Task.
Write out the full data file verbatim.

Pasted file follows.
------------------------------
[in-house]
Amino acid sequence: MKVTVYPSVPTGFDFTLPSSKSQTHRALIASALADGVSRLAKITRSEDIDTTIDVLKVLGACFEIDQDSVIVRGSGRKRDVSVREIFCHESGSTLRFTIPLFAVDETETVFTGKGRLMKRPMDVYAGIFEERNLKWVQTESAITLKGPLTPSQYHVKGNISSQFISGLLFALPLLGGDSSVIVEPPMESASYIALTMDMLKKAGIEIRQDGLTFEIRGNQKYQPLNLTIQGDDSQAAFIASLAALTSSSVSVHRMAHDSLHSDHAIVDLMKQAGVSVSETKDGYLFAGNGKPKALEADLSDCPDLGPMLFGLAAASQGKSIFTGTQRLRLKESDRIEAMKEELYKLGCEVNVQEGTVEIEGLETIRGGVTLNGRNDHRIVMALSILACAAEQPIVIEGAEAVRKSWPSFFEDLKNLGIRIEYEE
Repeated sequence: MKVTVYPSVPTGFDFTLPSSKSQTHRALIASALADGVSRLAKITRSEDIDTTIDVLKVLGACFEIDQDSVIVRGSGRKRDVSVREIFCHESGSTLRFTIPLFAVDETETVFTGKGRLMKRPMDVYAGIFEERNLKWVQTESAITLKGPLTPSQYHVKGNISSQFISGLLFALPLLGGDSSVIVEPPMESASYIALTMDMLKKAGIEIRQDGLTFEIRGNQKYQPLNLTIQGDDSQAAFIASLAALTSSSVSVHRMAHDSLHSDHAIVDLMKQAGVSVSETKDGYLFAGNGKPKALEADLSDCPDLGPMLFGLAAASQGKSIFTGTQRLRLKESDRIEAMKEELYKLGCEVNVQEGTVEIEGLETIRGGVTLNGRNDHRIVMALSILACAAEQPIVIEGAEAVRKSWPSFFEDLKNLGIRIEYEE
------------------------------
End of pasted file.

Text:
[in-house]
Amino acid sequence: MKVTVYPSVPTGFDFTLPSSKSQTHRALIASALADGVSRLAKITRSEDIDTTIDVLKVLGACFEIDQDSVIVRGSGRKRDVSVREIFCHESGSTLRFTIPLFAVDETETVFTGKGRLMKRPMDVYAGIFEERNLKWVQTESAITLKGPLTPSQYHVKGNISSQFISGLLFALPLLGGDSSVIVEPPMESASYIALTMDMLKKAGIEIRQDGLTFEIRGNQKYQPLNLTIQGDDSQAAFIASLAALTSSSVSVHRMAHDSLHSDHAIVDLMKQAGVSVSETKDGYLFAGNGKPKALEADLSDCPDLGPMLFGLAAASQGKSIFTGTQRLRLKESDRIEAMKEELYKLGCEVNVQEGTVEIEGLETIRGGVTLNGRNDHRIVMALSILACAAEQPIVIEGAEAVRKSWPSFFEDLKNLGIRIEYEE
Repeated sequence: MKVTVYPSVPTGFDFTLPSSKSQTHRALIASALADGVSRLAKITRSEDIDTTIDVLKVLGACFEIDQDSVIVRGSGRKRDVSVREIFCHESGSTLRFTIPLFAVDETETVFTGKGRLMKRPMDVYAGIFEERNLKWVQTESAITLKGPLTPSQYHVKGNISSQFISGLLFALPLLGGDSSVIVEPPMESASYIALTMDMLKKAGIEIRQDGLTFEIRGNQKYQPLNLTIQGDDSQAAFIASLAALTSSSVSVHRMAHDSLHSDHAIVDLMKQAGVSVSETKDGYLFAGNGKPKALEADLSDCPDLGPMLFGLAAASQGKSIFTGTQRLRLKESDRIEAMKEELYKLGCEVNVQEGTVEIEGLETIRGGVTLNGRNDHRIVMALSILACAAEQPIVIEGAEAVRKSWPSFFEDLKNLGIRIEYEE